Republican Congressman Removed From Ethics Committee After Report Of Sexual Harassment Settlement

Meehan Settled Sexual Harassment Claim With Staffer

Report: Congressman leading charge against assault settles own misconduct case

Meehan, a Pennsylvania Republican, used thousands of dollars from an office account to settle a complaint from a former aide who said he made unwanted romantic overtures to her.

However, Meehan denied the allegations.

According to the report, published Saturday, Meehan is accused of expressing romantic interest toward a younger female staff member and then becoming "hostile when she did not reciprocate".

The former aide initiated a complaint with Congress' Office of Compliance, began working from home and ultimately left her job, the Times reported.

Rep. Patrick Meehan (R-PA) has been seen as a leading lawmaker in combatting the issue of sexual harassment in Congress. Meehan sits on the House Ethics Committee, which is partly responsible for investigating sexual misconduct claims in Congress.

"Throughout his career, he has always treated his colleagues, male and female, with the utmost respect and professionalism", the statement read.

Meehan's spokesman said: "In this case, the employee, represented by counsel, made certain assertions of inappropriate behavior which were investigated ... every step of the process was handled ethically and appropriately". "The House is set to pass major bipartisan reform to the way the House handles claims of sexual harassment, and the speaker will apply these new standards to the allegations made against Mr. Meehan", Strong said.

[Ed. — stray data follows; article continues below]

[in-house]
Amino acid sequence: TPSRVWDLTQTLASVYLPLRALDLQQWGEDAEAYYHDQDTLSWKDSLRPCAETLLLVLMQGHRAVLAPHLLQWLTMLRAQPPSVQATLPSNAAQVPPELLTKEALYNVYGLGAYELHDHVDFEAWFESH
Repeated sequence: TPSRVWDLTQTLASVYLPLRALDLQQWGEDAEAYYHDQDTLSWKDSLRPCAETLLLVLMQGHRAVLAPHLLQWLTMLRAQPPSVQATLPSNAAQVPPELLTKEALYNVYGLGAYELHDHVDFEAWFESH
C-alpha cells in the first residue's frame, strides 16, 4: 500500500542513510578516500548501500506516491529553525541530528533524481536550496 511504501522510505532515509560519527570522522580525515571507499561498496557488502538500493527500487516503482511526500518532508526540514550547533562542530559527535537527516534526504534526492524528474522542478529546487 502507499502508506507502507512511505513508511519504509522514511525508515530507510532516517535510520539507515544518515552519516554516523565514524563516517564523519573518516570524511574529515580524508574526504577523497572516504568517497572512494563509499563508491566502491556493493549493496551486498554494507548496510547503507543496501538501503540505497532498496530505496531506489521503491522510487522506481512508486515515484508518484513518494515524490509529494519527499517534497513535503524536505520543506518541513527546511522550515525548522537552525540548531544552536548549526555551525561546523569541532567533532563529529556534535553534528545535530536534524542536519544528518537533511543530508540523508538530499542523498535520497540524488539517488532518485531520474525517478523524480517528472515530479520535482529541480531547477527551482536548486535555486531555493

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Meehan, who resides in Drexel Hill, has represented Pennsylvania's 7th congressional district since 2011 and previously served as the Delaware County District Attorney from 1996 to 2001. Meehan is being removed from his position on the committee, and Ryan told Meehan that he should repay any taxpayer funds that were used to settle the case, Ryan's spokeswoman said. "We will not allow our client to be victimized twice by this man".

"Reporting alleged assault will help victims understand their rights, like pursuing an investigation and pressing charges, and the resources available, such as local sexual assault programs", Meehan had said in a press release on the legislation.

The aide later reached a confidential agreement with Meehan's office, which included a settlement for an undisclosed amount paid from Meehan's congressional office fund, according to the report.

The Michigan Democrat John Conyers and Arizona Republican Trent Franks resigned. "Following a conversation with the speaker today, Mr Meehan will immediately submit himself to the ethics committee for review".

Ryan apparently is not calling for Meehan's resignation at this time.

Ronickher said the Ethics Committee investigation must include the fact that Meehan, in his Saturday statement responding to the Times article, "knowingly breached confidentiality in his agreement by discussing the case and the terms of any potential settlement agreement".

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